Arctic Bay’s community hall bursts with dancing, feasts and celebration
COVID-19 pandemic had shut down most activities at the hall since March 2020
There was one song on repeat at Arctic Bay’s community centre April 16. It wasn’t a looped track, but Niore Iqalukjuak playing a grey Yamaha keyboard.
The song, a square-dancing number with an accordion melody and set to a beat, could be heard outside the centre and across the street at the Uluksan Qingua breakwater, where it blended with the howls of sled dogs out on the ice.
But inside, 300 of the hamlet’s residents and visitors danced, stomped and hollered to it.
The group congregated inside the centre’s C Hall to celebrate the Nunavut Quest dogsled race, and had every intention to carry the party on into the early hours of Sunday morning.
Last weekend marked the first community dance since before the COVID-19 pandemic, according to recreation manager Eli Taqtu.
“[The event] is for everyone who wants to dance,” he said, then added jokingly about the group he danced with, “We just know what to do.”
Taqtu was enjoying the festivities along with George and Celina Satuqsi, who snowmobiled to town from Pond Inlet, and others who came and went.
There was a group of square dancers in the middle of the room, boxed in by an audience of all ages, and they danced until Iqalukjuak stopped — which was hardly ever.
Twenty-four hours earlier, there had been a dance for kids at the centre until 11 p.m., then a teen dance until 1:30 a.m., which Taqtu helped organize.
Up until those dances, the centre had been mostly closed off to public gatherings, seldom used for smaller adult programs such as a sewing class and a seal-skin parka-making class.
“This Friday was our first dance since two years ago, and it was super packed,” Taqtu said, adding each dance drew more than 100 youths.
The community centre was a regular hangout spot for them before the pandemic, he said, and now that it’s open again, it offers a good opportunity for kids to have somewhere to go with their friends and family.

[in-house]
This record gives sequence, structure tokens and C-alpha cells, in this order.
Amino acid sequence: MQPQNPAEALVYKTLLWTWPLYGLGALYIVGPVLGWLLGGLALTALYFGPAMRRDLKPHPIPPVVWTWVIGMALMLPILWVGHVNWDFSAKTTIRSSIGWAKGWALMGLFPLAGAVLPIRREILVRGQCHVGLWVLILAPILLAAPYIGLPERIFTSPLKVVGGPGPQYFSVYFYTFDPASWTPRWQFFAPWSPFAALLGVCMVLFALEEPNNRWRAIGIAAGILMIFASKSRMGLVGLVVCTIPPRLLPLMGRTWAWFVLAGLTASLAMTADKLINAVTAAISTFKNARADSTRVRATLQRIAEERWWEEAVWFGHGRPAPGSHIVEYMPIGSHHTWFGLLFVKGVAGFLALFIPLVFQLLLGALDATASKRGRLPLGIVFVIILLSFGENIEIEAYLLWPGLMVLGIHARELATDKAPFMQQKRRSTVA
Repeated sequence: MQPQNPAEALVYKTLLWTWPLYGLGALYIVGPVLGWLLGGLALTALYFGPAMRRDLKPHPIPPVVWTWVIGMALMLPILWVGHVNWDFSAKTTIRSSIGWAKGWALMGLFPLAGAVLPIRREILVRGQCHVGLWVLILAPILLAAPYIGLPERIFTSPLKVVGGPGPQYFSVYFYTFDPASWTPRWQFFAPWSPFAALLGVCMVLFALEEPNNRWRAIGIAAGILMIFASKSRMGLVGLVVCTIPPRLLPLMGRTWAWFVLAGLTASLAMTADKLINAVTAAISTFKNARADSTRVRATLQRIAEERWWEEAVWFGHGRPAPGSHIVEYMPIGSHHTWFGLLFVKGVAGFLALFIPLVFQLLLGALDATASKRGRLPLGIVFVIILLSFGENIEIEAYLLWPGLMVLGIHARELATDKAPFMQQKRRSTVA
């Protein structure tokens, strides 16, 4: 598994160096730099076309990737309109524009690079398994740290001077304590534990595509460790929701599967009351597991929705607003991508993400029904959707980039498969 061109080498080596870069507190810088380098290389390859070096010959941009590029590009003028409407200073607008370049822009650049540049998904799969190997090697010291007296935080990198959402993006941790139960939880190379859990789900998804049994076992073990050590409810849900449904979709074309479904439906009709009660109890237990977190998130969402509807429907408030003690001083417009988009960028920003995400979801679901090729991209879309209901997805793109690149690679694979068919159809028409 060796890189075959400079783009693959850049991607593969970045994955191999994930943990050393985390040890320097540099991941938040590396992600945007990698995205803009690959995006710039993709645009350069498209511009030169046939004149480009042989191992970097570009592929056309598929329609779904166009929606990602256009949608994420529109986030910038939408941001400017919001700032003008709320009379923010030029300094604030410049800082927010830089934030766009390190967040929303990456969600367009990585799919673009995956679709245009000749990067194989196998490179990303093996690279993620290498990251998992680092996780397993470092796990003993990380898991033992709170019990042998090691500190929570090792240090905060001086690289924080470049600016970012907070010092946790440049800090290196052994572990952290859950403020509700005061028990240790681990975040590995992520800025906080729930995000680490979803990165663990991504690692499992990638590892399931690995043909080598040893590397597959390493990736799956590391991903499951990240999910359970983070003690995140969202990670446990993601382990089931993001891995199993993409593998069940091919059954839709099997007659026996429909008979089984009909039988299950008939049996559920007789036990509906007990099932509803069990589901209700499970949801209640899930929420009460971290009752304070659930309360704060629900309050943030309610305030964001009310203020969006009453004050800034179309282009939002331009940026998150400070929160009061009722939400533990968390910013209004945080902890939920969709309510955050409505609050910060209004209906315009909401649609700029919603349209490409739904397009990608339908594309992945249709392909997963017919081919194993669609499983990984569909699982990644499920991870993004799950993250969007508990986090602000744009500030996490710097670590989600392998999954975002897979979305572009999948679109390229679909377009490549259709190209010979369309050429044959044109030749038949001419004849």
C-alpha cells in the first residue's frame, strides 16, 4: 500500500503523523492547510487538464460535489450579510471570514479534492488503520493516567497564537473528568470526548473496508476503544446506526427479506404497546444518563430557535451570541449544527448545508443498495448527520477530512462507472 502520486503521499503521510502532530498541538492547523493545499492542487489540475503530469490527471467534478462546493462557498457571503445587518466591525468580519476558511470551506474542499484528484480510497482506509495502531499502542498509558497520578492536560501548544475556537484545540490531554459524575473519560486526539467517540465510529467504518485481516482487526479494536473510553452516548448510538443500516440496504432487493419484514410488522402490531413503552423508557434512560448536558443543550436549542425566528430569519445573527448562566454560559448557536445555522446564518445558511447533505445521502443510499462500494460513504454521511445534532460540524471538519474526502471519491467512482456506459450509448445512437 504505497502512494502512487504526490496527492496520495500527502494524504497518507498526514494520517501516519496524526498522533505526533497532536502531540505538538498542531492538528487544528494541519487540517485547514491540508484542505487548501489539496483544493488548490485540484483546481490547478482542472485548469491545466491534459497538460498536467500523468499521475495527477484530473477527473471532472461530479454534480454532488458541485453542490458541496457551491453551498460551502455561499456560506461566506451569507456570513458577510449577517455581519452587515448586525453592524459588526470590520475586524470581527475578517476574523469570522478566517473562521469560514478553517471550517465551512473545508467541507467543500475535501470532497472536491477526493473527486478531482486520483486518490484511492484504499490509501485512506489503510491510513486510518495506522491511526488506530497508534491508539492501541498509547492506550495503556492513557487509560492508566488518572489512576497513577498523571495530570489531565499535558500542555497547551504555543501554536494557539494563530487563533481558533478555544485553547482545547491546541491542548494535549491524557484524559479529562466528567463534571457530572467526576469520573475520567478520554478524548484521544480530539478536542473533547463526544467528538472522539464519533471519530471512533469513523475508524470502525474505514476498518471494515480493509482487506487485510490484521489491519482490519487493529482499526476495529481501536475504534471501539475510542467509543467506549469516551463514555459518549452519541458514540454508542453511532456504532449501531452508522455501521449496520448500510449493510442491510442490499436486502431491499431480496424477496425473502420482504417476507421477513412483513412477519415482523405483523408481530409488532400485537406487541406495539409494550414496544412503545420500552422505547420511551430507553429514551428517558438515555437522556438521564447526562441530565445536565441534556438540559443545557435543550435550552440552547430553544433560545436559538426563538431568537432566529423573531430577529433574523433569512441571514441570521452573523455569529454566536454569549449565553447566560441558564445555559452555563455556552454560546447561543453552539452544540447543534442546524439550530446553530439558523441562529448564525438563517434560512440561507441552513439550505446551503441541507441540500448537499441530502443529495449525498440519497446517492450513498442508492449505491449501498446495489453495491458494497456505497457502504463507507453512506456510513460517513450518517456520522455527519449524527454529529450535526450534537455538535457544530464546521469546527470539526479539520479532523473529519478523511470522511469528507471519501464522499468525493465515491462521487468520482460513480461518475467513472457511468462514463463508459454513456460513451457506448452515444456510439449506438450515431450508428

Kids and teenagers ran in and out of the room during the April 16 square dance, mainly toward the concession stand, where they powered up on grape-flavoured Crush, assorted Carnaby freeze pops, Pepsi, Lays BBQ chips and Jelly Belly.
Mayor Moses Oyukuluk sat near the front of the stage, wearing a Montreal Canadiens hat, watching his community come together.
He said he hopes the centre reopening will keep the youths out of trouble, as it gives them something to do.
“I’m happy that the teenagers are able to go somewhere again,” said Oyukuluk, through an interpreter.
But he remains wary of the pandemic, speaking about the importance of people wearing masks when the community gets together.
“It’s just that there’s still COVID, so we need to be careful,” he said.
Arctic Bay resident and former MLA Levi Barnabas was also there, weaving throughout the groups of dancers in the centre of the room, smiling, and recording the memories in a video on his cellphone.
“I feel great. I’m glad that this is happening,” he said. “The community was one of the last communities that was hit with COVID-19 and we weren’t sure if we were going to make it to the 20th anniversary of Nunavut Quest.”
Barnabas, who said he had kids running around somewhere in the hall, said it’s special to see everyone come together again after a long, trying period.
“Two years, you know, being isolated … I think [the centre reopening] really benefits the whole community — the children, the adults,” he said.
The square dance ended at 1 a.m., and Nunavut Quest participants returned the following afternoon for a meeting to lay out rules and a start time for the 500-kilometre race.
At around 6:15 p.m. April 17, the Quest committee chopped up 10 caribou, or tuktu, brought in from Arviat the day before, as well as narwhal, or maktaaq.
Residents and visitors shuffled into C Hall with their families to get a few bites in and take some home in plastic bags before making their way back outside.
After all, Charlie Inuarak had a mass scheduled in the hall at 7 p.m.